The gastrointestinal tract’s surface lining (mucosa) covers an area over 300 meters squared. It is constantly bombarded by many foreign substances from dietary and bacterial origin. Together with the skin, the gastrointestinal tract is the first line of defense against these potential foreign invaders. It is a very important immune organ, because it houses 80% of the B-lymphocytes and 60% of the T-lymphocytes in the body. This part of my series is about the natural supplement you can use that targets this area: probiotics.
Probiotics are actually live bacteria or yeast that are/is healthy for human beings. Thus, they are considered dietary supplements. Lactic acid bacteria are most commonly used by the food industry to help convert sugars and carbohydrates into lactic acid. The sour taste of fermented dairy products such as yogurt is the result of the lactic acid. Among the many strains of bacteria in probiotics, those belonging to “Lactobacillus” and “Bifidobacterium” are most widely used.
“Lactobacillus plantarum” has been shown to suppress immunoglobulin E production, which reduces the immune response to food allergens. In a study from Japan, 60 healthy individuals were randomly assigned to get a capsule with 10 mg of a strain of this bacterium labeled “HK-LP” or a placebo daily for 12 weeks. HK-LP was shown to augment the acquired immunity and improved health-related quality of life.
There are several high-quality clinical trials that studied the effect of probiotics in common cold:
In one study, 477 healthy men and women who did not have the flu vaccine were randomly assigned to either daily probiotic multivitamin and mineral supplement or placebo for up to 5.5 months. In the group treated with probiotics, there was a reduction in flu symptoms by 25%. However, the duration of infections was unaffected. Moreover, the white blood cells, lymphocytes, especially the T-lymphocytes were greatly increased by the probiotics treatment.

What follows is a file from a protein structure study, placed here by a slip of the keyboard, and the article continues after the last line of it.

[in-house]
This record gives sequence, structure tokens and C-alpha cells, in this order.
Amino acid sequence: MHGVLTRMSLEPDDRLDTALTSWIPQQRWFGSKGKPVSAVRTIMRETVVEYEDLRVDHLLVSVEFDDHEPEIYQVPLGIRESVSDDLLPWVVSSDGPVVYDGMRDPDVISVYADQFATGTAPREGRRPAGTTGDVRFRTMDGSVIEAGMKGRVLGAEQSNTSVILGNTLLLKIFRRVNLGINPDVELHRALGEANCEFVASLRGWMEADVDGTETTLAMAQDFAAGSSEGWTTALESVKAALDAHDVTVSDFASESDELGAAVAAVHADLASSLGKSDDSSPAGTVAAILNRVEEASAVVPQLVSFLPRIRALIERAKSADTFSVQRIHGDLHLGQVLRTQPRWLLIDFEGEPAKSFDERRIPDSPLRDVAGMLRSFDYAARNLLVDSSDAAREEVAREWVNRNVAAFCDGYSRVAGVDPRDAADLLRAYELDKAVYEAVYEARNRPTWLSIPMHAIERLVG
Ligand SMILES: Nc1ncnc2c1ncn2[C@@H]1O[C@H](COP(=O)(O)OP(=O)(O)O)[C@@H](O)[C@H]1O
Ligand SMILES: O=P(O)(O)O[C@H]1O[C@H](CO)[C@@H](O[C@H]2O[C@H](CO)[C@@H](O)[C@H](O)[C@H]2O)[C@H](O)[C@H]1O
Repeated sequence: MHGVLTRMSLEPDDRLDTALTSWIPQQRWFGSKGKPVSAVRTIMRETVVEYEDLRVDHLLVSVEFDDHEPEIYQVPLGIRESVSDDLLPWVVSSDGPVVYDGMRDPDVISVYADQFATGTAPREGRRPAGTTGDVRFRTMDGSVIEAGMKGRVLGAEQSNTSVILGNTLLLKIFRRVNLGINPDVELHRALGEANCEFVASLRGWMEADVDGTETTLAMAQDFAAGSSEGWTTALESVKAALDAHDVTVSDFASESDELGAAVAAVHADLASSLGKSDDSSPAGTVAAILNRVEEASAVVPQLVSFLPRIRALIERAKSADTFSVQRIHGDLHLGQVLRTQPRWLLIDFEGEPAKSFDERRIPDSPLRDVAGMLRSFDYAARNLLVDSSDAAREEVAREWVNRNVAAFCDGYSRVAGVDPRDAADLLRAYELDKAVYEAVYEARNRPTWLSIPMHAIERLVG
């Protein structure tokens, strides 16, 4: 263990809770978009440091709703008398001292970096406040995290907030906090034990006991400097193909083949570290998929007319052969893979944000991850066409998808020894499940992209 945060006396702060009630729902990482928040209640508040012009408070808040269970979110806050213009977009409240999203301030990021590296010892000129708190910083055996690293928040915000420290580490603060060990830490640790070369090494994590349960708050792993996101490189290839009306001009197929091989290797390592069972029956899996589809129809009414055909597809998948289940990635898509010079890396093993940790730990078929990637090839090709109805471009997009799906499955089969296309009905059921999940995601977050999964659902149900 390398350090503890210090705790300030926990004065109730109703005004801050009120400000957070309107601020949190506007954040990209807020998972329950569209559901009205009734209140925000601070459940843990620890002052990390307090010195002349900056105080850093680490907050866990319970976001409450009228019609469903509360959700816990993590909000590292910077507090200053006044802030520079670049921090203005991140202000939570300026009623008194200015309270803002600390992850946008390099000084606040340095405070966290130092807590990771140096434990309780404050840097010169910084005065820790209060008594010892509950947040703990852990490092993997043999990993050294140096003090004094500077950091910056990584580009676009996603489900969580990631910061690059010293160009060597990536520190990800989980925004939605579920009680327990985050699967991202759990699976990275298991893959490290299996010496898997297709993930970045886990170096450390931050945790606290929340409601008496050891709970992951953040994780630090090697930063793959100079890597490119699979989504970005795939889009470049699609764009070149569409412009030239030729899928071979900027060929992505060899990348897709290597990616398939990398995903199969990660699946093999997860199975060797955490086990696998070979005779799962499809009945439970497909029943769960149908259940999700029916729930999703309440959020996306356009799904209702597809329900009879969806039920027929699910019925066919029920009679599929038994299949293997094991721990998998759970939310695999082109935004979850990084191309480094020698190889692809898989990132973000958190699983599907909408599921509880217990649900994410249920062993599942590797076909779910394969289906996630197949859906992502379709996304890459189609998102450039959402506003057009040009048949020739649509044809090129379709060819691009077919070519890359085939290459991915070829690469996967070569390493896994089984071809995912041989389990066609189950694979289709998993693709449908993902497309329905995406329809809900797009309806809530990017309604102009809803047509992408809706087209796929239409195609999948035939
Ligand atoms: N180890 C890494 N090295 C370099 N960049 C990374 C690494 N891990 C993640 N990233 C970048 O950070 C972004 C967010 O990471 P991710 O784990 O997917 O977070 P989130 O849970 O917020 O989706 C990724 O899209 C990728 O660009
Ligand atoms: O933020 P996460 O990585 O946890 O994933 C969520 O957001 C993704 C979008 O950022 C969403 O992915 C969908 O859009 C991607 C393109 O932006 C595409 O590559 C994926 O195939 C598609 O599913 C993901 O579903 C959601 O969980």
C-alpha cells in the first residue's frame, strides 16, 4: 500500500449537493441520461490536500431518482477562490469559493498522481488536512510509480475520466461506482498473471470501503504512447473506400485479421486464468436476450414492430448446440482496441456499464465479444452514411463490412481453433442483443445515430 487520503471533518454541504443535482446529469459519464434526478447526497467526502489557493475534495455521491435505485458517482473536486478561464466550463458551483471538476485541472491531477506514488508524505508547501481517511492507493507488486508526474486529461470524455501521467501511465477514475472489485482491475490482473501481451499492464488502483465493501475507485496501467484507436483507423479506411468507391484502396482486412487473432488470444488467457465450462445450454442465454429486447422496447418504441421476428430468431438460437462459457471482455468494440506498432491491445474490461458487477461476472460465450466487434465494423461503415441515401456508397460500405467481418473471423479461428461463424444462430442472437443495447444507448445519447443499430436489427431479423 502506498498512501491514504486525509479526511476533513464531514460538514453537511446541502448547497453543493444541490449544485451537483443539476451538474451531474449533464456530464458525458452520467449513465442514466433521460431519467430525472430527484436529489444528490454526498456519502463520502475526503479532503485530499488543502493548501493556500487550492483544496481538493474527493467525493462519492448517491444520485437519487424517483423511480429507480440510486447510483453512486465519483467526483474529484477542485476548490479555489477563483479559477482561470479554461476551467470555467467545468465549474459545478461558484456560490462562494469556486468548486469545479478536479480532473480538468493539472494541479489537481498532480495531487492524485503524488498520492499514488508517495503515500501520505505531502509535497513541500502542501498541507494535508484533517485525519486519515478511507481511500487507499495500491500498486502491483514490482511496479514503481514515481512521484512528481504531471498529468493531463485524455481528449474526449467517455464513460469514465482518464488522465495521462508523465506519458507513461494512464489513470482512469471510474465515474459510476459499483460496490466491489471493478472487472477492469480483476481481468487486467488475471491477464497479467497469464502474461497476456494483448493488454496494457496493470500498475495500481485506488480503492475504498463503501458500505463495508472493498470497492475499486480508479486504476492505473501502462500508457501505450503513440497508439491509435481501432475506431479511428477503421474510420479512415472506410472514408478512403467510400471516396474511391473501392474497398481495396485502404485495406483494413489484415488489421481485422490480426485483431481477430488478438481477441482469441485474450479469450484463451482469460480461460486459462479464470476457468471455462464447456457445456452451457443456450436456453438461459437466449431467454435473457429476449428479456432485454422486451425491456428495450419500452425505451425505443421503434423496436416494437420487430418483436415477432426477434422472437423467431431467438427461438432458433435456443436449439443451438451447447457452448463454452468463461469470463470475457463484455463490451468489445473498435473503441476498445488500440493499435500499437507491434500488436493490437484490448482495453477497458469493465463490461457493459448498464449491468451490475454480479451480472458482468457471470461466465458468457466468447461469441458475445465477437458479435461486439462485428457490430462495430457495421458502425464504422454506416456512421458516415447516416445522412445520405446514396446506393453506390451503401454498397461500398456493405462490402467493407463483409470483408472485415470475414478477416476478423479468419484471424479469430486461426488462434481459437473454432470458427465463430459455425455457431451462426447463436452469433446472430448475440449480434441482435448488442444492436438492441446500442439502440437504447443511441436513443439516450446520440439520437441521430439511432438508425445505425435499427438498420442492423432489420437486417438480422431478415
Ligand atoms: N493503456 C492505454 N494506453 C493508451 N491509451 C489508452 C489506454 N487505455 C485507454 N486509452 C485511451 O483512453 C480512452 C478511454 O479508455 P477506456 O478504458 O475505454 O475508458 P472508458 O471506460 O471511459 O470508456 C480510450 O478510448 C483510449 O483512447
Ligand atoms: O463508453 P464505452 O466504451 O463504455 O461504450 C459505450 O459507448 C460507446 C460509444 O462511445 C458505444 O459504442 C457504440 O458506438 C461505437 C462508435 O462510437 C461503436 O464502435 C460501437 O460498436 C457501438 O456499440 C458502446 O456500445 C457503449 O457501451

In another, 479 healthy adults between the ages of 18 and 67 were given probiotics with vitamins and mineral or just vitamins and minerals for three months. In the probiotic-treated group, the duration of common cold episodes, and days with fever were lower as compared to the control group. Moreover, in the probiotic-treated group, there was a significantly higher number of lymphocytes. These authors concluded that treatment with probiotic bacteria for three months significantly shortened common cold episodes by two days and reduced the severity of cold symptoms.
A meta-analysis was recently published that looked at all available studies that tested probiotics against respiratory infections. Five of six studies saw a reduction in severity of respiratory symptoms. Probiotics shortened the length of the respiratory tract infections in three of nine studies. The overall conclusion was that probiotics may have a beneficial effect on the severity and duration of symptoms of respiratory tract infections.